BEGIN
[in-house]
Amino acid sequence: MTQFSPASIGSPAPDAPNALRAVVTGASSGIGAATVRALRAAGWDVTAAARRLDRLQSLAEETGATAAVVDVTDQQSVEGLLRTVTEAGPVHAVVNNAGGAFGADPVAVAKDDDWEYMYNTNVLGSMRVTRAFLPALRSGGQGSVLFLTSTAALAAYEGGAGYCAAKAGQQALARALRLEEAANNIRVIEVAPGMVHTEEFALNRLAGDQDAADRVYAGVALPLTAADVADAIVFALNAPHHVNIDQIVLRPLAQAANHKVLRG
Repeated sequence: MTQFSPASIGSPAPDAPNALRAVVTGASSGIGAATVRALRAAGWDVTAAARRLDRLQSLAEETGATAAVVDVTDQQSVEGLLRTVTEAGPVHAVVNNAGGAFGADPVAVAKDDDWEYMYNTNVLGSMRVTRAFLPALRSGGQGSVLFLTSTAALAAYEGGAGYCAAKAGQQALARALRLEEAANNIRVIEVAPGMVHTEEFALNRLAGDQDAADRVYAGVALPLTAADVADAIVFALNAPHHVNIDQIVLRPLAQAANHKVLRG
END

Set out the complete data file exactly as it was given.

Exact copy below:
[in-house]
Amino acid sequence: MTQFSPASIGSPAPDAPNALRAVVTGASSGIGAATVRALRAAGWDVTAAARRLDRLQSLAEETGATAAVVDVTDQQSVEGLLRTVTEAGPVHAVVNNAGGAFGADPVAVAKDDDWEYMYNTNVLGSMRVTRAFLPALRSGGQGSVLFLTSTAALAAYEGGAGYCAAKAGQQALARALRLEEAANNIRVIEVAPGMVHTEEFALNRLAGDQDAADRVYAGVALPLTAADVADAIVFALNAPHHVNIDQIVLRPLAQAANHKVLRG
Repeated sequence: MTQFSPASIGSPAPDAPNALRAVVTGASSGIGAATVRALRAAGWDVTAAARRLDRLQSLAEETGATAAVVDVTDQQSVEGLLRTVTEAGPVHAVVNNAGGAFGADPVAVAKDDDWEYMYNTNVLGSMRVTRAFLPALRSGGQGSVLFLTSTAALAAYEGGAGYCAAKAGQQALARALRLEEAANNIRVIEVAPGMVHTEEFALNRLAGDQDAADRVYAGVALPLTAADVADAIVFALNAPHHVNIDQIVLRPLAQAANHKVLRG